The law, President Barack Obama’s defining domestic legacy, has been the subject of relentless Republican hostility. But attempts to repeal it failed, as did two earlier Supreme Court challenges, in 2012 and 2015. With the passing years, the law gained popularity and was woven into the fabric of the health care system.
On Thursday, in what Justice Samuel Alito called, in dissent, “the third installment in our epic Affordable Care Act trilogy,” the Supreme Court again sustained the law. Its future now seems secure.
The margin of victory was wider than in the earlier cases, with six members of the court joining Justice Stephen Breyer’s modest and technical majority opinion, one that said only that the plaintiffs had not suffered the sort of direct injury that gave them standing to sue.
Chief Justice John Roberts, who had cast the decisive vote to save the law in 2012, was in the majority. So was Justice Clarence Thomas, who had dissented in the earlier decisions.
“Whatever the act’s dubious history in this court,” Thomas wrote in a concurring opinion, “we must assess the current suit on its own terms. And, here, there is a fundamental problem with the arguments advanced by the plaintiffs in attacking the act — they have not identified any unlawful action that has injured them. Today’s result is thus not the consequence of the court once again rescuing the act, but rather of us adjudicating the particular claims the plaintiffs chose to bring.”
Justices Sonia Sotomayor, Elena Kagan, Brett Kavanaugh and Amy Coney Barrett also joined Breyer’s majority opinion. At Barrett’s confirmation hearings last year, Democrats portrayed her as a grave threat to the health care law.
The court did not reach the larger issues in the case: whether the bulk of the law could stand without a provision that initially required most Americans to obtain insurance or pay a penalty.
The plaintiffs — two individuals and 18 states — sought to take advantage of the 2012 ruling, in which Roberts upheld a central provision of the law, its individual mandate requiring most Americans to obtain health insurance or pay a penalty, saying it was authorized by Congress’ power to levy taxes.
The plaintiffs argued that the mandate became unconstitutional after Congress in 2017 eliminated the penalty for failing to obtain coverage because the mandate could no longer be justified as a tax. They went on to say that this meant the rest of the law must also fall.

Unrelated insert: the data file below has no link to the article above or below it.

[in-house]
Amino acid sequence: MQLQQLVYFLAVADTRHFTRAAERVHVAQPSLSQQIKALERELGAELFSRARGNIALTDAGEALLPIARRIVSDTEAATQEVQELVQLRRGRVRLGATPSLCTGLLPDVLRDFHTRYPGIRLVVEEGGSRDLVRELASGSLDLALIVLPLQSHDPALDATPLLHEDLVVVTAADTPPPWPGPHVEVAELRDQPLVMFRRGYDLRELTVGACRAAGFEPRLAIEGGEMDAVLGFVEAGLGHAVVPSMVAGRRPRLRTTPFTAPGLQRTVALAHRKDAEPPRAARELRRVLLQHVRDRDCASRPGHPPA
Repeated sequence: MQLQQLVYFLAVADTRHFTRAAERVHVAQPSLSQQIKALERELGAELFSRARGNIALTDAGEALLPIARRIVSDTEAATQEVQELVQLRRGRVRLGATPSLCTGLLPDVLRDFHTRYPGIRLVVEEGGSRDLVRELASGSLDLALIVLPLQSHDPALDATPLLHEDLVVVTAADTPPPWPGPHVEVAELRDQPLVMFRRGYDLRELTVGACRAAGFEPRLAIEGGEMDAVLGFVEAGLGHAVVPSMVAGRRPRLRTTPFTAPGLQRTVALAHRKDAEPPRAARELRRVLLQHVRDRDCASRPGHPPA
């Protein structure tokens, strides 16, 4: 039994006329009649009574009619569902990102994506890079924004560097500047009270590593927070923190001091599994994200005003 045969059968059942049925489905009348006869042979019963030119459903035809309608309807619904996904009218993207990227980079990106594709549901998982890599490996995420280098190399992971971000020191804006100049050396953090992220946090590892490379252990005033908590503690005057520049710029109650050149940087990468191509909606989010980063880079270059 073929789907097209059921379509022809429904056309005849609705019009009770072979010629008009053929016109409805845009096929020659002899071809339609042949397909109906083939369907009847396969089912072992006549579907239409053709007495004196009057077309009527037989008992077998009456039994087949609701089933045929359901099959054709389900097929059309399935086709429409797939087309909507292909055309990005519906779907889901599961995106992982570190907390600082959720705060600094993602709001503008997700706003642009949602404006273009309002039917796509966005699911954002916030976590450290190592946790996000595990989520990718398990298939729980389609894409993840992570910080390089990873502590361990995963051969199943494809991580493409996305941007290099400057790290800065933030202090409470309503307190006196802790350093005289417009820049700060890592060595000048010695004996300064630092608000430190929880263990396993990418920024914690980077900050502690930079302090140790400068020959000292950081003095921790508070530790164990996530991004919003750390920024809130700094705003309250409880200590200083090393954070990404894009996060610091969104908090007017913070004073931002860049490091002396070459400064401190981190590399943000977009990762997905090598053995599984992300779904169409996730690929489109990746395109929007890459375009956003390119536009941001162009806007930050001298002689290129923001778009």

Breyer did not address those arguments, focusing instead on whether the plaintiffs were entitled to sue at all.
The two individuals, he wrote, suffered no harm from a toothless provision that in effect merely urged them to obtain health insurance. Similarly, he wrote, the states did not sustain injuries tied directly to the elimination of the penalty that had been part of the individual mandate.
The states argued that the revised mandate would cause more people to take advantage of state-sponsored insurance programmes. Breyer rejected that theory.
“The state plaintiffs have failed to show,” he wrote, “that the challenged minimum essential coverage provision, without any prospect of penalty, will harm them by leading more individuals to enroll in these programs.”
“Neither logic nor intuition suggests that the presence of the minimum essential coverage requirement would lead an individual to enroll in one of those programs that its absence would lead them to ignore,” Breyer wrote. “A penalty might have led some inertia-bound individuals to enroll. But without a penalty, what incentive could the provision provide?”
In a vigorous dissent, Alito, joined by Justice Neil Gorsuch, said the third installment of the court’s Affordable Care Act trilogy “follows the same pattern as installments one and two.”
“In all three episodes, with the Affordable Care Act facing a serious threat,” he wrote, “the court has pulled off an improbable rescue.”
Striking down the Affordable Care Act would have expanded the ranks of the uninsured in the United States by about 21 million people — a nearly 70% increase — according to recent estimates from the Urban Institute.
The biggest loss of coverage would have been among low-income adults who became eligible for Medicaid under the law after most states expanded the program to include them. But millions of Americans would also have lost private insurance, including young adults whom the law allowed to stay on their parents’ plans until they turned 26 and families whose income was modest enough to qualify for subsidies that help pay their monthly premiums.
A ruling against the law would also have doomed its protections for Americans with past or current health problems — or preexisting conditions. The protections bar insurers from denying them coverage or charging them more for it.
The new challenge was largely successful in the lower courts. A federal judge in Texas ruled that the entire law was invalid, but he postponed the effects of his ruling until the case could be appealed. In 2019, the 5th US Circuit Court of Appeals, in New Orleans, agreed that the mandate was unconstitutional but declined to rule on the fate of the remainder of the health law, asking the lower court to reconsider the question in more detail.
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